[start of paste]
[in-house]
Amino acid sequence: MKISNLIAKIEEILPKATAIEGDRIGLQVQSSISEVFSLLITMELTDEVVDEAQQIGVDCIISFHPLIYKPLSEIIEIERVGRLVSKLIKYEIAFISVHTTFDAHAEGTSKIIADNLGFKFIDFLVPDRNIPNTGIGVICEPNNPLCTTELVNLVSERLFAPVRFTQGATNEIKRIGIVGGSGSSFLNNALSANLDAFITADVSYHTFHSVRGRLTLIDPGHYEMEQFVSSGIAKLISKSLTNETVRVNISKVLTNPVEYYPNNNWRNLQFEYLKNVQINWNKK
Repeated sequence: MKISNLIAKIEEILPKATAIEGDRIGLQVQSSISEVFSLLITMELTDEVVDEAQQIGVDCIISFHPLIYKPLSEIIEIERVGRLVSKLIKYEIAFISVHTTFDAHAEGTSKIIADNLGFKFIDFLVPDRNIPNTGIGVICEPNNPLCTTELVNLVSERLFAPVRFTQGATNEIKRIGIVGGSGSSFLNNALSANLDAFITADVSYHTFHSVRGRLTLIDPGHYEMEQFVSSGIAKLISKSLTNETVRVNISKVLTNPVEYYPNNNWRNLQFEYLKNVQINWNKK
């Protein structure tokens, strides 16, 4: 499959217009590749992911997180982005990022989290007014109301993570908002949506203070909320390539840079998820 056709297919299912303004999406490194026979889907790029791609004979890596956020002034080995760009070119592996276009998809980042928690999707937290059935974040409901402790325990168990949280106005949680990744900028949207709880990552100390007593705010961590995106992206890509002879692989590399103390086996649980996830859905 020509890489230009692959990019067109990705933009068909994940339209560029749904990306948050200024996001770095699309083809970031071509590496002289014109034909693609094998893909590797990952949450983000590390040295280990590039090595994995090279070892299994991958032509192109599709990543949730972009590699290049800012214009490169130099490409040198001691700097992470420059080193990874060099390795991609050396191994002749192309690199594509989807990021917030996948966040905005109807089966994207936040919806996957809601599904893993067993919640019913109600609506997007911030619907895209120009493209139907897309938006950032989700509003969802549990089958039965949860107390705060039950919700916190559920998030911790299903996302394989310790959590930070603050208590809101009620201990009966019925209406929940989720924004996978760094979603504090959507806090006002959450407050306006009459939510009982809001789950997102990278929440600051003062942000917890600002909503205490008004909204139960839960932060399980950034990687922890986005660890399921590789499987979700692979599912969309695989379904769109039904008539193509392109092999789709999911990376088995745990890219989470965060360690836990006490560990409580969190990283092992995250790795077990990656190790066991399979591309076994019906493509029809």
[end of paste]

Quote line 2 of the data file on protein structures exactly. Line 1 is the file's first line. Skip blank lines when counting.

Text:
Amino acid sequence: MKISNLIAKIEEILPKATAIEGDRIGLQVQSSISEVFSLLITMELTDEVVDEAQQIGVDCIISFHPLIYKPLSEIIEIERVGRLVSKLIKYEIAFISVHTTFDAHAEGTSKIIADNLGFKFIDFLVPDRNIPNTGIGVICEPNNPLCTTELVNLVSERLFAPVRFTQGATNEIKRIGIVGGSGSSFLNNALSANLDAFITADVSYHTFHSVRGRLTLIDPGHYEMEQFVSSGIAKLISKSLTNETVRVNISKVLTNPVEYYPNNNWRNLQFEYLKNVQINWNKK